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Bunny Party at Maple Valley Game Review

Don't Stand In The Corner

A well-designed filler game covered in cuteness. Read our review of Bunny Party at Maple Valley.

When I opened the prototype copy of the Bunny Party at Maple Valley, I didn’t see the components or a rulebook; what I saw was a ‘Travel Guide.’ This Travel Guide highlights the various places in this fictional village such as the Funny Bunny Cafe or Big Leaf Park. On the back of the Travel Guide is the Daily Hoot, explaining the origins of a prestigious party in this small village. Was I playing a heavy euro game? Is this a legacy game? No, it’s a 20-minute card game.

As soon as I saw this attempt to enthrall me into its setting, I knew something was up. Even at its prototype state, this is one of the most gorgeous filler games I have played in the past few years. However, I do pride myself as a reviewer that likes to get into the guts of a game, and there was one feature that grabbed my attention: There are two winners.

To start the party and win the game, you need five decorations of one type. Depending on the type, which is Moon or Stars, one of your neighbors will also win. Why? Every good party requires a co-host.

At the start of the game, you will get an ID card representing who you are and your rule-breaking power. You have a name, an occupation, and…an astrology sign? That detail is usually left out, although I do highly question “Grandma” as an occupation.

Friendly Neighbours, For Now

Each round begins with everyone drawing a small hand of cards and getting a trade token. One villager card is put aside while the rest are face up on the table.

From there, you must choose one card to Tidy Up. You will either place this card in the discard pile, or you give it to another player face down and spending a trade token. We’ll explain the importance of that last bit later.

After everyone has done this, the Villagers will visit the players by drafting them. Every single Villager has a potent ability for the players to use, and like any other drafting game, timing is crucial.

What I love about this is how well it ties to its theme. This is a game about collaborating with your neighbors to host a kick-ass party in a village. These villagers also have their own lives and want to help out because, well, it’s a party, and they want in.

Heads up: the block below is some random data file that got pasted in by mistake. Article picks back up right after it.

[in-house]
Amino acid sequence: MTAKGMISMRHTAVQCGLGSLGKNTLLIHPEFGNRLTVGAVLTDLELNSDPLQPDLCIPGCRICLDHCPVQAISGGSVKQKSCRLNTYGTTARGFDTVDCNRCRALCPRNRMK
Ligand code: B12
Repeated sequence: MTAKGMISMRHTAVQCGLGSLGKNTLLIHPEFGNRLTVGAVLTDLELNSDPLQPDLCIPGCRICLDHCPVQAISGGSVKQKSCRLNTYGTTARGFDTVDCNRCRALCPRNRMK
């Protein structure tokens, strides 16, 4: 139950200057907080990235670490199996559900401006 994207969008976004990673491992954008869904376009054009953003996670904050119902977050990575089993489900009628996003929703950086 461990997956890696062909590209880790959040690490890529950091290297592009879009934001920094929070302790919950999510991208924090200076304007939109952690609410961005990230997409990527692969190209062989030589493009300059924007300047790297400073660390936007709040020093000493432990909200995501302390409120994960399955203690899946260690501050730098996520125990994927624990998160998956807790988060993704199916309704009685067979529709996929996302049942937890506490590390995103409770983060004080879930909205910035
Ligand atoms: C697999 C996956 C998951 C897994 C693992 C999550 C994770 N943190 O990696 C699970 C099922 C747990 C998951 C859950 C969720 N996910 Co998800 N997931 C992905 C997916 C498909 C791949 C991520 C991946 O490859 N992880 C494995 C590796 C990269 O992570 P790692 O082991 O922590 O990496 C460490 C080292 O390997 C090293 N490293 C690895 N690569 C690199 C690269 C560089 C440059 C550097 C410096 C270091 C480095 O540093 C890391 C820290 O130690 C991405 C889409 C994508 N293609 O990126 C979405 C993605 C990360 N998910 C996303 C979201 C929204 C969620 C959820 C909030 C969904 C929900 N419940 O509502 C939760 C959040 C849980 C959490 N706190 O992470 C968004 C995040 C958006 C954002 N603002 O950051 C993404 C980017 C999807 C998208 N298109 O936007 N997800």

Every Villager card showcases not only their ability but also their occupation, name, and casual clothes. Matt the Trash Racoon is good at giving trash to other players, but the man is a huge fan of the Honey Badgers, and even though they didn’t win a single game last season, he doesn’t care. Kyle the Mailbird can bring you good news or bad news, yet he gets an invite because he knows how to pop a mean collar.

All these small details craft this joyful but living aesthetic that we don’t see in many board games. Compared to the hundreds of games about colonization or war, it’s a nice change of pace to see a game focused on the sunnier side of life. However, I am not implying that this isn’t competitive. It can be a little mean, and the first sign of this is the Play Cards phase.

Trading And Planning

After everyone has picked a Villager, you will play all the cards in your hand, one at a time. This includes any cards placed in front of you during the Tidy Up phase. Item cards are permanent and placed in front of you, while Event cards are one-time use.

This is where the collaborations come into fruition. Not every card is helpful, and sometimes you will get these cards due to an unlucky draw or one of your “friends” giving it to you. If you are helping a fellow neighbor, they might give you beneficial cards to get you out of a sticky spot. Don’t be surprised if this game becomes a tug of war between charity and greed, sometimes coming from the same person.

Once all the cards have run out, what’s next? Trading. Every item in front of you is negotiable, and you have to spend a trade token to make it happen. The other rule of a trade is the approval of the other party, and they have to spend trade tokens as well. This means every single trade has some weight behind it since you are sacrificing a resource to make it work as well as exchanging a valuable item. Outside of the mechanism layer, it also creates this social environment with players happily trading in one turn, and the next turn they aren’t even looking at each other.